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Book Reviews

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CANADA’S NAVY: THE FIRST CENTURY, SECOND EDITION

Reviewed by Jurgen Duewel

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CANADA’S NAVY: THE FIRST CENTURY, SECOND EDITION
by Marc Milner
Toronto: University of Toronto Press, 2010
391 pages, $35.00
ISBN: 978-0-8020-9604-3

Reviewed by Jurgen Duewel

In 1999, Marc Milner published Canada's Navy: The First Century. The book was considered by many to be one of the best and most readable books on the history of the Canadian Navy. Unfortunately, it arrived 11 years too early. Milner has now completed his work with the Second Edition, which adds a 16th chapter, entitled Global Reach 1991-2010, to the original publication. This final chapter, along with a new preface and epilogue, does an admirable job of explaining the turmoil that existed during the early 2000s, and the chaos that erupted in the world in the wake of the 9/11 attacks. In 2001, the Canadian Forces (CF) and the Canadian Navy were still trying to recover from an "age of darkness" and massive cuts to the Armed Forces when the terrorists struck. All of a sudden, the leadership was required to change focus and was now compelled to ramp up personnel and equipment in order to respond to the new threat. As luck would have it, Milner explains, the navy's newly launched frigates arrived just in the nick of time. The Chrétien Government, while not wanting to be drawn into a ground war in Iraq, nevertheless wanted to be in step with the rest of Canada's NATO allies and the collective reaction to al Qaeda. Unfortunately, the ‘Ready Aye Ready’ attitude would turn out to be a ‘double-edged sword,’ and the navy would soon become a victim of its own successes. As good as the frigates and their crews were, and they were very good, there were too few hulls and too few people to constitute a sustainable presence for even the limited, two- year mandate of Operation Apollo, imposed by the then-Chief of the Maritime Staff. Due to the navy's ongoing high tempo commitments, the midlife refit for the frigates, which had been planned to start in 2002, would be delayed until 2010. In addition, the cuts to personnel from 1995 establishment levels would continue to haunt, and the navy would continue to ‘hollow out.’ Despite increased funding from the Conservative Government, the long-promised ship borne helicopter still has yet to arrive, and the replacements for the two replenishment vessels, HMCS Preserver and HMCS Protecteur, appear to have stalled. As Milner reminds the reader, the present situation for the navy is sadly all too familiar. In order to be relevant to Canadians, the navy needs to remain engaged in the world and demonstrate its value as an instrument of government policy. However, due to its commitments over the past years, the navy finds itself in the unenviable position of needing to recover with respect to both personnel and the refitment of her ships, while still maintaining operations at the four corners of the globe: i.e., chasing pirates off the coast of East Africa, providing humanitarian aid to Haiti, supporting NATO, and conducting sovereignty patrols in the Arctic.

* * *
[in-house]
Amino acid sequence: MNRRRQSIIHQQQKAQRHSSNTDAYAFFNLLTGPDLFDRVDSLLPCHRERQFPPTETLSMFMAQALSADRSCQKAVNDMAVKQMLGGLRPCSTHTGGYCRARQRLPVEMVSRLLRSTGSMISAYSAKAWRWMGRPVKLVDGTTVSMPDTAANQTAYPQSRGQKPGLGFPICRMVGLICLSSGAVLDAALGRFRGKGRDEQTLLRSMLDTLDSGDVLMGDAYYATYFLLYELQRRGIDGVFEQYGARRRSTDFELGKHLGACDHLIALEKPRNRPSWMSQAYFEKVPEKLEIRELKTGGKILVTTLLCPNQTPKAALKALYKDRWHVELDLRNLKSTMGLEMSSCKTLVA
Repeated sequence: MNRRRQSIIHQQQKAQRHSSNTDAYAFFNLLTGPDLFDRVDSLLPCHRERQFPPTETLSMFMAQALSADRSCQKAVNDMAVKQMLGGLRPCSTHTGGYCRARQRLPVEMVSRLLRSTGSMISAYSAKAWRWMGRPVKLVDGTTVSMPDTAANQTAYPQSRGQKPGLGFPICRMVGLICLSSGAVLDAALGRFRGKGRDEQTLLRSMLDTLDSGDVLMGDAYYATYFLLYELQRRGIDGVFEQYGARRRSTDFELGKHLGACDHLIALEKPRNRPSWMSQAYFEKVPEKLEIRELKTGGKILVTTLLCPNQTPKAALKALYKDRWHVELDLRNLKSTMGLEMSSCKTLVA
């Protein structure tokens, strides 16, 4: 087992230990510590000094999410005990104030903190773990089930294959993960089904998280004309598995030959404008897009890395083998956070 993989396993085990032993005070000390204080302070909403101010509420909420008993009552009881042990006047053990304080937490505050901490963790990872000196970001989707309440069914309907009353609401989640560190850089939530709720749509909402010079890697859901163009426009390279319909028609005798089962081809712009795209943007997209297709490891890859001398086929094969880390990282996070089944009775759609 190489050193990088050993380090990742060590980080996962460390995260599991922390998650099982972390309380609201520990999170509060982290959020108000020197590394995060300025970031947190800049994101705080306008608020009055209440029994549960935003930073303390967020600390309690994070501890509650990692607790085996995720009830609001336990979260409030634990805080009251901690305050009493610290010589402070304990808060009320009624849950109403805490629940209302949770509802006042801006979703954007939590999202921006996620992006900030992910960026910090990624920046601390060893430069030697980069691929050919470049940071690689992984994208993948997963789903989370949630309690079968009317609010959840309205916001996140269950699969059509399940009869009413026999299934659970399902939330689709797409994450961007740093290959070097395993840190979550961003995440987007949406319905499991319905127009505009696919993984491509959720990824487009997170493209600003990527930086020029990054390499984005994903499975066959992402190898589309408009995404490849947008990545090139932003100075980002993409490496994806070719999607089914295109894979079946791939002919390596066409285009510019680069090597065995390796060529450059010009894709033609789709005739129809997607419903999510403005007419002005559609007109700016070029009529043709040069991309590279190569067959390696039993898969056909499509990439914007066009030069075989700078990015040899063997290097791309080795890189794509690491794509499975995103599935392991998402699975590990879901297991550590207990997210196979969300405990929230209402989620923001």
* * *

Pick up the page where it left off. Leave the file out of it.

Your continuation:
The book contains a couple of editing errors, such as placing the timing of the London attacks in 2002 vice 2005, and an overly-simplified explanation of transformation and its impact upon the navy. Notwithstanding, this book, like the first edition, provides an outstanding narrative of the history the Canadian Navy, and should hold a place of honour on every naval officer's bookshelf.

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Lieutenant-Commander Jurgen Duewel is a Maritime Surface Officer on staff at the Canadian Defence Academy in Kingston, responsible for Officer Professional Development, Period 3. He has a Master's Degree in War Studies from the Royal Military College, and is currently working on a doctorate in Educational Leadership.

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